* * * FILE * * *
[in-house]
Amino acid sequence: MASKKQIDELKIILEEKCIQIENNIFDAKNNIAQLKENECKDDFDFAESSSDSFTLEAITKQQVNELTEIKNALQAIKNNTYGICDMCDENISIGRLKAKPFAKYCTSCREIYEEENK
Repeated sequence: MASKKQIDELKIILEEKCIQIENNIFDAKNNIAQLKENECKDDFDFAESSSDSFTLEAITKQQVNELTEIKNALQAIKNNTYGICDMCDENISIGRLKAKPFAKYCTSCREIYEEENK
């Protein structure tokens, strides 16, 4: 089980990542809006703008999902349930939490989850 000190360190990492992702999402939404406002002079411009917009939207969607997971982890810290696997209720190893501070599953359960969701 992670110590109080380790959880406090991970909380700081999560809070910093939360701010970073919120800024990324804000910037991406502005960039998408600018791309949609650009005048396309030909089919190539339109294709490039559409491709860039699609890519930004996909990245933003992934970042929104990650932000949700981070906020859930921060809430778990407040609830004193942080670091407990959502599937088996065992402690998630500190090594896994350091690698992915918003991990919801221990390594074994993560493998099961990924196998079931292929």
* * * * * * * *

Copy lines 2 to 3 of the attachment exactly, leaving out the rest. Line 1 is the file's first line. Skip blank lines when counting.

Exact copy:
Amino acid sequence: MASKKQIDELKIILEEKCIQIENNIFDAKNNIAQLKENECKDDFDFAESSSDSFTLEAITKQQVNELTEIKNALQAIKNNTYGICDMCDENISIGRLKAKPFAKYCTSCREIYEEENK
Repeated sequence: MASKKQIDELKIILEEKCIQIENNIFDAKNNIAQLKENECKDDFDFAESSSDSFTLEAITKQQVNELTEIKNALQAIKNNTYGICDMCDENISIGRLKAKPFAKYCTSCREIYEEENK